Q: We recently had a new 50 gal gas water heater tank (State Select Model # GS650YBRT 200) installed in our 45-year old, one story house. We have a recirculating system (gravity flow, no electric pump) that until this new installation would circulate warm water from the water heater in the garage to the bathroom in the far end of the house.
The hot and cold lines are on the top of the tank, there is a pipe in the attic to the other end of the house, and there is a smaller pipe coming out of the wall (below the hot water line side) about 11 inches above the floor leading to the T at the bottom of the tank also 11 inches above the floor. At first there was a valve between the small pipe and the T....if the valve was open we were getting cold water mixing with hot...if it was closed we did not get any circulation, had to run the faucets long before hot water.
The plumber changed that valve to a swing check valve...still no circulating warm water. I think the check valve flow is going in the direction toward the bottom of the tank. There is a valve between the tank and the T marked Webstone 600 WOG and on the other side of the T is a faucet for draining. I have tried turning the temp up on the tank to pretty hot. I have tried turning all hot faucets on at the same time in case there was air in the line. Neither has helped.
A: Hello: You can't use a check valve on a gravity system. It creates too much restriction. There does need to be a valve for throttling the flow. I use a ball valve; set it and remove the handle. (tape handle to pipe) This allows the very slow gravity flow, yet does not allow a lot of backflow when water is drawn. It'd best to valve things so you can use water pressure to flush the recirc line to remove sediment or air. -- Larry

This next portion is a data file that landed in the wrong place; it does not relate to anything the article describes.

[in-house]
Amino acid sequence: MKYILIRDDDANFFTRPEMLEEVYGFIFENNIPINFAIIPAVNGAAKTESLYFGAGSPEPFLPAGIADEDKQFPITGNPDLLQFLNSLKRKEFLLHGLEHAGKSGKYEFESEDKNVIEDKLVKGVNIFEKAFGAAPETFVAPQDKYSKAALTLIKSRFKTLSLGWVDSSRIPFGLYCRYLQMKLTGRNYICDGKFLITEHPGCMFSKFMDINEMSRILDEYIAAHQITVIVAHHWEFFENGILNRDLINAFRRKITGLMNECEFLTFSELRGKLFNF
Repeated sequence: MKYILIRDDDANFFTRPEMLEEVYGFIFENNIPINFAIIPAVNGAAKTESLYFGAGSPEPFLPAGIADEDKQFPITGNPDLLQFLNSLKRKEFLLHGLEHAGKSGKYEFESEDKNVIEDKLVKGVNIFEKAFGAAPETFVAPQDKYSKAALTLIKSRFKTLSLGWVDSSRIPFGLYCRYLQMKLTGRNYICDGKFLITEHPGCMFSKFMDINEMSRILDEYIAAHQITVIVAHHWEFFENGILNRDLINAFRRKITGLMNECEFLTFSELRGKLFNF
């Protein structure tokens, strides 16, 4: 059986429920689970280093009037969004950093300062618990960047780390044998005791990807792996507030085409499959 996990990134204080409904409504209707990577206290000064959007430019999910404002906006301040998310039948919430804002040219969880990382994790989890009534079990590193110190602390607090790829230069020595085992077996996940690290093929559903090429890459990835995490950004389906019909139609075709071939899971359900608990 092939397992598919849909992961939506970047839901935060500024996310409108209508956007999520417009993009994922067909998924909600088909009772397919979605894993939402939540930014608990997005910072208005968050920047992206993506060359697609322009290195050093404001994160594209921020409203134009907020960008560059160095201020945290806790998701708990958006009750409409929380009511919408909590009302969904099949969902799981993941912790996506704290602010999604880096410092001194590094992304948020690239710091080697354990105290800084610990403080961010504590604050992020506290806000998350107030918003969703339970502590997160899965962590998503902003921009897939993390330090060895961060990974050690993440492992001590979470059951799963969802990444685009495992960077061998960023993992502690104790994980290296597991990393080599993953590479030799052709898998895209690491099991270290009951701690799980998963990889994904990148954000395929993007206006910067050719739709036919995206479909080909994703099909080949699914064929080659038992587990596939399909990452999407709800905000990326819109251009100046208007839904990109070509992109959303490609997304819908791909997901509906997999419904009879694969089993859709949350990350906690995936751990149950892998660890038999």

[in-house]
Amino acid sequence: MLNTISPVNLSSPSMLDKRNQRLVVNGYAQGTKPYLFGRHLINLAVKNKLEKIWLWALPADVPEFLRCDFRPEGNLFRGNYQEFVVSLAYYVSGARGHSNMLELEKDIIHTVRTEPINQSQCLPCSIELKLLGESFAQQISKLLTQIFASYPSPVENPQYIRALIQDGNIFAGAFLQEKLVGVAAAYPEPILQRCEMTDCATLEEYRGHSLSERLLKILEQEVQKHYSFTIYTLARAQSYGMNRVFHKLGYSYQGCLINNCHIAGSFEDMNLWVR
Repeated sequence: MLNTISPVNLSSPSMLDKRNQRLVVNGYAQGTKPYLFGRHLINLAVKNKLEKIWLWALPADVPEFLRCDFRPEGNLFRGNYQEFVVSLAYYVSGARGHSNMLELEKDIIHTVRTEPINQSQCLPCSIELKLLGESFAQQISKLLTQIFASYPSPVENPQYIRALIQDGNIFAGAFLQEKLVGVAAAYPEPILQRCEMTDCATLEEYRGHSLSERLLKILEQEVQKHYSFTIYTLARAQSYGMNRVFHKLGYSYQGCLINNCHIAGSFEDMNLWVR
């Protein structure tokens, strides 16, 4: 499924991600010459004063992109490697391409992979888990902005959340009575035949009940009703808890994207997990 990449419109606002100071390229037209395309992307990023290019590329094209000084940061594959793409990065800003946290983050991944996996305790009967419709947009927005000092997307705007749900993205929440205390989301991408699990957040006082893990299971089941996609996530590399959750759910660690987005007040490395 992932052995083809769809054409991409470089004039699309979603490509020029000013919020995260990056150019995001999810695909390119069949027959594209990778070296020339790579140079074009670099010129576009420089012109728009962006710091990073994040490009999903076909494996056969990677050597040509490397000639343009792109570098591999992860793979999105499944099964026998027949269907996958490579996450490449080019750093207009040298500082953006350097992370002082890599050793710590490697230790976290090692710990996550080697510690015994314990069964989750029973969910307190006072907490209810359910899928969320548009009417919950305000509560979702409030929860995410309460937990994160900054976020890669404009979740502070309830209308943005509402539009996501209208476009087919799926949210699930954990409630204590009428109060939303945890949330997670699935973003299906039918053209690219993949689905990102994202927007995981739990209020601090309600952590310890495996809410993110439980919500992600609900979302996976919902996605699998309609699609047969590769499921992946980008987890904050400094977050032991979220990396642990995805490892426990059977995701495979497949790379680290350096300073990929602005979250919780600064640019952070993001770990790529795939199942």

A1: Apropos to the valving, go to the Commercial Water Heater section and read the page on recirc valving for more on Larry's ideas on this.-- Randy (1/12/10)
Q: I have a situation as a plumber that has me scratching my head. Let me explain: This house is equipped with 3/4" homerun water lines going to mechanical room by request of homeowner. He wants the ability to be able to shut off H/C to any given room at mechanical area. This is no problem. There are 7 rooms with H/C. He also wants 4 of these rooms with hot water recirc lines back to water heater. How do I do this? Can it be done?
How can I maintain equal flow through all 4 loops with one being only 15' and the longest being 70'? As I understand water takes the path of least resistance; therefore only circulating in the shortest loop. What size pump? Where should pump be located? Do I need swing check valves and where? Can I tie all 4 lines together as I return or do all need to return to water heater? Thank You in advance for any help that can be offered? I love this challenge; but haven't got it yet.